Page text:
Archives for July 2015

Continental Divide Trail #18: Anaconda Range, MT

The coldest, wettest, most windy and one of the most beautiful sections of the CDT so far was the Anaconda mountain range in central Montana. I could see the mountains were socked in on my long drive to Butte in drenching rain. 
Porter made it, although I had my own challenges meeting him days later at the Storm Lake Trailhead–a long solitary drive through mud and deep puddles on the most winding boulder-strewn road I’ve been on so far.

Here’s Porter’s hiking buddy, Problem Bear, as they head up into the storm.

Sleeting rain continued after the snow stopped. Soaked through and in danger of hypothermia, they found a fire pit and carefully built a fire to warm up. They made sure it was completely out before they hiked on.

They had to climb as many as four passes in one day.

Meanwhile, Amber got the inside poop from Kathleen Meyer, author of the international best-seller (more than 2.5 million copies) How to Shit in the Woods.

Continental Divide Trail #17: The Bitterroot Mountains!

Porter is now climbing a succession of passes that straddle the Continental Divide between Idaho and Montana–Bannock, Lemhi, Big Hole, Chief Joseph and many others. It’s rough going, lots of challenges with navigation and thunderstorms . 
I drive up steep mountain roads to meet him for resupply.

This is a typical drive for me. I dropped off Porter at the top of Lemhi Pass, then drove a long way down on the dirt road that follows the Lewis and Clark Trail.

Sacajawea, who accompanied the Lewis and Clark Expedition as guide and interpreter, and her baby, Jean Baptiste, had a photo-op with Amber.

Over the course of his twenty-plus miles a day, Porter hikes above and below clouds and through wildflowers.

Continental Divide Trail #16: Idaho!

We’ve completed Wyoming, and are now on the Idaho sections of the Continental Divide Trail!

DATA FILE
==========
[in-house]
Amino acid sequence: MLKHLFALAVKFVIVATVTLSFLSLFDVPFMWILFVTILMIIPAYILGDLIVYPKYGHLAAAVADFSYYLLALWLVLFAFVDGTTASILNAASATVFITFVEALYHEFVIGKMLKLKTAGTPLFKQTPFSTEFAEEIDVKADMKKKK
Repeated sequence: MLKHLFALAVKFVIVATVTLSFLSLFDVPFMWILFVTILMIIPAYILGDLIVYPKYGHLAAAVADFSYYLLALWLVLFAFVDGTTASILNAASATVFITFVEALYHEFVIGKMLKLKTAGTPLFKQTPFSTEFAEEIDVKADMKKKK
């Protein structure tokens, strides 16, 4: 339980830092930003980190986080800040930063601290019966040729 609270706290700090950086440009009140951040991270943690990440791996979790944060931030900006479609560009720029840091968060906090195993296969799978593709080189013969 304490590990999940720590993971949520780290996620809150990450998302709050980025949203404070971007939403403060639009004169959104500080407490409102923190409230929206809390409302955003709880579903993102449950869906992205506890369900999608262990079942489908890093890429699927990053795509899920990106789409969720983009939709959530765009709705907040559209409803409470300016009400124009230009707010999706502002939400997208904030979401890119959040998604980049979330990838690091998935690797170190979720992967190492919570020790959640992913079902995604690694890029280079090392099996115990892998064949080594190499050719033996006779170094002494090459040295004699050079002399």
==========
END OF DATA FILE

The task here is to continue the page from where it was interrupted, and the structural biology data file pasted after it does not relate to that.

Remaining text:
We celebrated with dinner on the Snake River.

IDTwo hikers are safer than one, especially in grizzly country (see bear spray on Porter’s belt). Porter hikes now with David Breinke (trail-name Problem Bear). Here they are at the CDT border of Wyoming and Idaho.

    Porter in the Centennial Range of Idaho

Amber resorts to therapy from the bedpost bear at Angler’s Lodge. “This is my nineteenth hotel since we started March 26th! ‘Where the hell are we going now?’ I ask Gail when she puts me in my plastic travel bag. We load the car and drive forever on rocky dirt roads looking for Porter on top of mountains. If we get a flat tire, I’ll probably have to change it! We take Porter to our next town for his resupply. I introduce myself to the hotel staff, find out where they keep the cookies, and do Porter’s laundry. After that I need a drink. Pink wine.”

Continental Divide Trail #15: Yellowstone!

From Togwotee Pass through Grand Teton National Park and Yellowstone, we’ve met wonderful people and seen amazing sights.
Here I pick up Porter, as well as thru-hiker David Breinke (trail-name Problem Bear), at a trailhead for rides to their respective resupplies.

mapPorter plans his hiking route through Grand Teton and Yellowstone National Parks.

He goes through his bags of resupplies to repack his breakfasts, lunches, snacks, and dinners, almost two pounds of high-energy healthy food a day for the next several days.

One of our favorite parts of Yellowstone was the Black Sand Basin, with its geothermal pools, hot springs, and geysers. 

“Hotcha Mama!” Amber said of Old Faithful. “I’m sure it wants a selfie with me!”